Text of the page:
Paris, Jun 27 (EFE) .- Spanish designer Archie Alled-Martínez unveiled his spring-summer 2022 collection this Sunday on the Paris men’s fashion catwalk, where he took a further step in his brand exploring new fabrics and a more accessible design , inspired by the “skateboard” of the 1970s and homosexual liberation.
The creator, born in Barcelona in 1990, pulled the thread that he recently started with the artist Pepo Moreno, a capsule of charity t-shirts with proclamations of the struggle for LGTBIQ rights, and continued with his tribute to the generation of gay liberation of the 70’s.
“I was very interested in the contrast between two such opposite themes. I always take historical elements and mix them with something that has nothing to do with it,” Alled-Martínez told EFE at the Tokyo Palace in Paris, where he presented a sample of his collection .
Although this Parisian catwalk continues with the virtual format, the improvement of the epidemic situation has allowed the Federation of Haute Couture and Fashion and some designers to have a small meeting point with buyers and other members of the fashion industry, such as has been the case of the Barcelona.
The line, with a marked retro air, showed sports shorts with stripes on the side, bomber jackets, high-waisted trousers (for the first time Alled-Martíenz’s jeans are made of denim and not knitted) or cotton t-shirts. with colored piping on sleeves and neck.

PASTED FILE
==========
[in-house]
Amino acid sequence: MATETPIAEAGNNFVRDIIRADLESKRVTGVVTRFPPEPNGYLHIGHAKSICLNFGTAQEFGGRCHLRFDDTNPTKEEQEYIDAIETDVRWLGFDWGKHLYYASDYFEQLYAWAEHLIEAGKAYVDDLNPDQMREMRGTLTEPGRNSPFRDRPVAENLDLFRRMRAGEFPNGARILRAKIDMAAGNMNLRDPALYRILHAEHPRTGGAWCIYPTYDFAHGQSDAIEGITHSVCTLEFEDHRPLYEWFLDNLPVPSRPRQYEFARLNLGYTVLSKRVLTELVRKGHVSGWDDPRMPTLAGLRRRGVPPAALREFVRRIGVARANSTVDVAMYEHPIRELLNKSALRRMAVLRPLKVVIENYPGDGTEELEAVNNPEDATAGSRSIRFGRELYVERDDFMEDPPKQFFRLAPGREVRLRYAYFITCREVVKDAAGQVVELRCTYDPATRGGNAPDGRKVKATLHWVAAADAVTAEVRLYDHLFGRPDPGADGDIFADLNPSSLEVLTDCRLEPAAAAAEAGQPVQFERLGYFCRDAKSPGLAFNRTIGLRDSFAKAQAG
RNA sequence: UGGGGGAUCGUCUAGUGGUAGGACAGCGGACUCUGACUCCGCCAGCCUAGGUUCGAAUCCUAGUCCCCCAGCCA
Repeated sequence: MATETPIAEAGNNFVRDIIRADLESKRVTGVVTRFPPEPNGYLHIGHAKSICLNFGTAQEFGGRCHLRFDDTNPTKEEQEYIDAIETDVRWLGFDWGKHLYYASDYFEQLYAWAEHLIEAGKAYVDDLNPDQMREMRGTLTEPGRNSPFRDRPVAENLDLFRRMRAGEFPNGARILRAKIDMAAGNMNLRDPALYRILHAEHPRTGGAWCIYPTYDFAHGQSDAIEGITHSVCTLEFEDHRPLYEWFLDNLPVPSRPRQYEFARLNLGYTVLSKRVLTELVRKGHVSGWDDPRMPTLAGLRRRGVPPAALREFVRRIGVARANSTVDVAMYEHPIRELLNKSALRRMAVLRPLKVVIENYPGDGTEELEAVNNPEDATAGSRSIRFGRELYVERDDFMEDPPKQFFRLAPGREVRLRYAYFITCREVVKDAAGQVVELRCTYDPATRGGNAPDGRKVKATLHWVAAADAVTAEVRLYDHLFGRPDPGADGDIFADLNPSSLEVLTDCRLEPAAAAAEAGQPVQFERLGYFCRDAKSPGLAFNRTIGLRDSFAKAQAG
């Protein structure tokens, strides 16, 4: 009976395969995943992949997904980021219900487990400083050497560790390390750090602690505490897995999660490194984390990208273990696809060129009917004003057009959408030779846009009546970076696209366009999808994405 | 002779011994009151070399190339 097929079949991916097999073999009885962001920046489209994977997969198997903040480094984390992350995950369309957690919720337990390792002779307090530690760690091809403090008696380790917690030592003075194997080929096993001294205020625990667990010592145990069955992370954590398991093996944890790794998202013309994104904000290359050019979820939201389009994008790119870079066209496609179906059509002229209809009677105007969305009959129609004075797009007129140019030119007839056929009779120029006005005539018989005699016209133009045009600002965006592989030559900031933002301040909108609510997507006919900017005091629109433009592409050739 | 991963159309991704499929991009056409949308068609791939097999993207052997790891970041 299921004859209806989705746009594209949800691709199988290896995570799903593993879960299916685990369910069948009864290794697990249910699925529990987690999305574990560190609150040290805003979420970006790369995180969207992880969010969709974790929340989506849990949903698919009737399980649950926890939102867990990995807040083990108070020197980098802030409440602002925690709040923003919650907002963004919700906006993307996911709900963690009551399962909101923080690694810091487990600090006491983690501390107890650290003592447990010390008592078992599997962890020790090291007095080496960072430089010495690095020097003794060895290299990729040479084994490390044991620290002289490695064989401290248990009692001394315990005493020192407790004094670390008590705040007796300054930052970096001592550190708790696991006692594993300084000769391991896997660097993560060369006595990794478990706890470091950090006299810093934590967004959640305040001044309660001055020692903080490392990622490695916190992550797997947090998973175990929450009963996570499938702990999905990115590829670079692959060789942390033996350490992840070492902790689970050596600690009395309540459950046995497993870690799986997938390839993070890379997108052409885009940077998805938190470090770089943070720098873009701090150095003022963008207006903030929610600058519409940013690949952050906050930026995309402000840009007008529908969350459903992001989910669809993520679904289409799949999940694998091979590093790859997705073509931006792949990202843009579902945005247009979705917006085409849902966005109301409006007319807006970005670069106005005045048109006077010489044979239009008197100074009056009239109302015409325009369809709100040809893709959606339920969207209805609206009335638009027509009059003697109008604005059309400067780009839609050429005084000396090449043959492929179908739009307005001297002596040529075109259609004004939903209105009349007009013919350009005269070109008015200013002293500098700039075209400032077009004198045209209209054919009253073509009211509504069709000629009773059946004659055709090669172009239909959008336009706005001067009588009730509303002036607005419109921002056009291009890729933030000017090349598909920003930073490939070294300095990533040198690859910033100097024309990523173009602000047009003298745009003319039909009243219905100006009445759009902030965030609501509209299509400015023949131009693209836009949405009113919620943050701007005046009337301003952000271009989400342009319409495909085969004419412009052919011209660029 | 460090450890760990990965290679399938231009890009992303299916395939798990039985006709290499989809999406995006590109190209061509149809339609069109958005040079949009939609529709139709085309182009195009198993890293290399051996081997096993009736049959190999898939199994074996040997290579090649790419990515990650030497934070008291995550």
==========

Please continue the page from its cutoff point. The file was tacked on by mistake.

At the presentation he reintroduced his T-shirt collaboration with Moreno, with messages from the first Pride in history in 1970 painted on the back, such as “Not all boys dream of being Marines.” These designs are sold to order and their benefits go entirely to the Stop Sida foundation in Barcelona.
Added to them are the t-shirts of the new collection with names such as the actor Al Parker, the designer Roy Halston, but also the model Sterling Saint-Jacques or the Puerto Rican illustrator Antonio López, are some of the creatives who died of AIDS. Alled-Martínez pays tribute now.
“These creatives are part of a lost generation because they died of AIDS and were completely forgotten by the stigma that existed on the disease then,” claims the Barcelona man.
But Alled-Martínez has not abandoned the roots of her firm, with which she caught the attention of the industry in 2018, after graduating in design from Central Saint Martins in London and winning the prestigious LVMH graduation award for her knit tailoring.
The “knitting” continued present in the tailoring, which has been slightly retouched to make it more accessible, or in one of the star garments of the collection, a set of T-shirt and shorts that imitate the pattern of white socks with red and black stripes.
“I already demonstrated that I could make a whole knitted collection, it was part of my innovation, but I was very interested in experimenting with other things and exploring new markets. It can be interesting and offer a more accessible point for other users,” he said.
Reds and blues color this collection with shades such as pale yellow or white, all sweetened in a “vintage” key.
The aesthetics of the seventies skaters was also the key to the video with which the artist presented his collection on the Federation and networks platform, a short short in which he establishes a link between “skate” and sexuality.
The designer, who lived in Paris and has returned to Barcelona during the pandemic, is confident that the next edition of Men’s Fashion Week, in January, will also be his face-to-face return to the catwalk, although for now he will continue to live in the Condal City.
Men’s Fashion Week came to an end this Sunday after six days of virtual presentations, although the catwalk reopens in a week with the Haute Couture shows that, for now, will be mostly digital.
Maria Diaz Valderrama